Dakota: The Story of the Northern Plains
Norman K. Risjord
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The northern plains are often ignored by the rest of the nation or, if not, are mentioned in the context of the weather, Mount Rushmore, or the Black Hills. However, North Dakota and South Dakota have a colorful past—and present—deserving of greater recognition.
Norman K. Risjord relates the remarkable histories of these two states, from the geological formation of the Great Plains to economic changes in the twenty-first century. Risjord takes the reader on a journey through the centuries detailing the first human inhabitants of the northern plains, the Lewis and Clark expedition, homesteading and railroad building, the political influence of the Progressive movement, the building of Mount Rushmore, and Wounded Knee II. Included are stories of such noteworthy characters as French explorer Vérendrye, the Lakota leader Red Cloud, North Dakota political boss Alexander McKenzie, and South Dakota Democrat George S. McGovern.
Despite the shared topography and the rivers that course through both states, the diverse reactions of the two states to the challenges of the twentieth century provide opportunities for arresting comparisons. This captivating look at the Dakotas’ geography, ecology, politics, and culture is essential reading for Dakotans and those interested in the rich history of this important region.
and build another fort (thereby also keeping a promise made to his engagés). While the post was being constructed, Vérendrye was joined by a party led by Charles Nolan Lamarque, a Montreal fur merchant who shared Vérendrye’s appetite for combining commerce with adventure. The two commanders selected from their combined force twenty men who seemed most able and willing to make a rugged overland journey. To this group they added about twenty-ﬁve Crees to act as guides, interpreters, and, if
reasons still unclear, began warming about that time, and the ice went into retreat. By twelve thousand years ago it had left the Dakotas, and within another thousand years the melting ice had created a gigantic freshwater lake in Canada (Lake Agassiz to geologists), the remnants of which today are the Lake of the Woods and Lake Winnipeg. An arm of Lake Agassiz occupied the valley of the Red River, and for several centuries it emptied southward along the Minnesota River to the Mississippi. After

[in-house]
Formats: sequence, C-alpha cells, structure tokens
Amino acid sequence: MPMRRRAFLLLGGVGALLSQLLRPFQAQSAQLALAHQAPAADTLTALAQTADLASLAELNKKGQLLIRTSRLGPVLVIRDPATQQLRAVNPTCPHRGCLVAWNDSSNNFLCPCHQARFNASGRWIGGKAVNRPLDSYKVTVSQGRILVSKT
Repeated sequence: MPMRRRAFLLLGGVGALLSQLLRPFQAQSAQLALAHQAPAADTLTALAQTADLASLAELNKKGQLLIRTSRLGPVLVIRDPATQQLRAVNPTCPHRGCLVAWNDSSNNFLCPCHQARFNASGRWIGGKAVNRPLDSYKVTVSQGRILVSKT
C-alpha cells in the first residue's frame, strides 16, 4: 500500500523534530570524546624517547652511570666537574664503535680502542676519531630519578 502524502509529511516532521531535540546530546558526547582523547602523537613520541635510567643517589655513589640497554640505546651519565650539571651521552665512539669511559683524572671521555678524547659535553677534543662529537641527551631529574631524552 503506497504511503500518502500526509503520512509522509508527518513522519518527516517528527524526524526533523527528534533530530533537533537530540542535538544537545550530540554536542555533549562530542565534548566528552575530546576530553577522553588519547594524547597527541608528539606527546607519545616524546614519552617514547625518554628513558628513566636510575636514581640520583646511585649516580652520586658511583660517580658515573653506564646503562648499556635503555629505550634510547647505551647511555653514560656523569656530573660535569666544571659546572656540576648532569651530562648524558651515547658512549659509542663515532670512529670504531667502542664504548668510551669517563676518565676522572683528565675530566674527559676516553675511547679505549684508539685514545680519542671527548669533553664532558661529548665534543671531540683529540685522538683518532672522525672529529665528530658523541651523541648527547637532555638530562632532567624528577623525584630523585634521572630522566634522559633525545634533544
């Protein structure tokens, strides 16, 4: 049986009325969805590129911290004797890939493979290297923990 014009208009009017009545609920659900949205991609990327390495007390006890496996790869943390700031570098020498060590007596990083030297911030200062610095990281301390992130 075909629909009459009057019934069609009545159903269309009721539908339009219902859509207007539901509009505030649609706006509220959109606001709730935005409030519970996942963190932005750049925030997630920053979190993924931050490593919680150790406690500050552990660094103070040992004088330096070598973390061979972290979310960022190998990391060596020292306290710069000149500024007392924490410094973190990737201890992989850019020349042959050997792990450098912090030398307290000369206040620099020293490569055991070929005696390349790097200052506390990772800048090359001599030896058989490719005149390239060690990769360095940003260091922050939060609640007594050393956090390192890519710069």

of the “mountain man,” the 86 ventures under the american flag trapper residing semipermanently in the wilderness who would bring his furs to an annual summer “rendezvous” in the mountains, where Ashley would purchase them for shipment to St. Louis. Among those answering Ashley’s ad was Jedediah Strong Smith, an itinerant farm laborer who had worked his way across the Midwest to St. Louis. Although he had never been up the Missouri nor ever trapped a furbearing animal, Jedediah Smith would
out over the plains, slaughtering the animals for their hides, leaving the carcasses to rot in the sun. Within a decade they had virtually obliterated the vast herds that had numbered in the millions. A scientiﬁc expedition in 1883 counted a mere two hundred buffalo grazing on the prairies of the West. The effect on Indian culture was devastating. Deprived of their primary source of food and housing, the Dakotas became dependent on government handouts. The new situation conﬁned them to the
northern plains A typical Mandan vessel of this sort was large and globular with elaborate decorations. The upper half of the vessel was S-shaped, curving gracefully inward at the neck, slightly outward above the neck, and inward again at the vessel mouth, making it easy to carry and pour. The curvature was decorated with patterns made by cord impressed into the clay. Although each Mandan village on the upper Missouri was surrounded by a defensive fortiﬁcation, suggesting a continued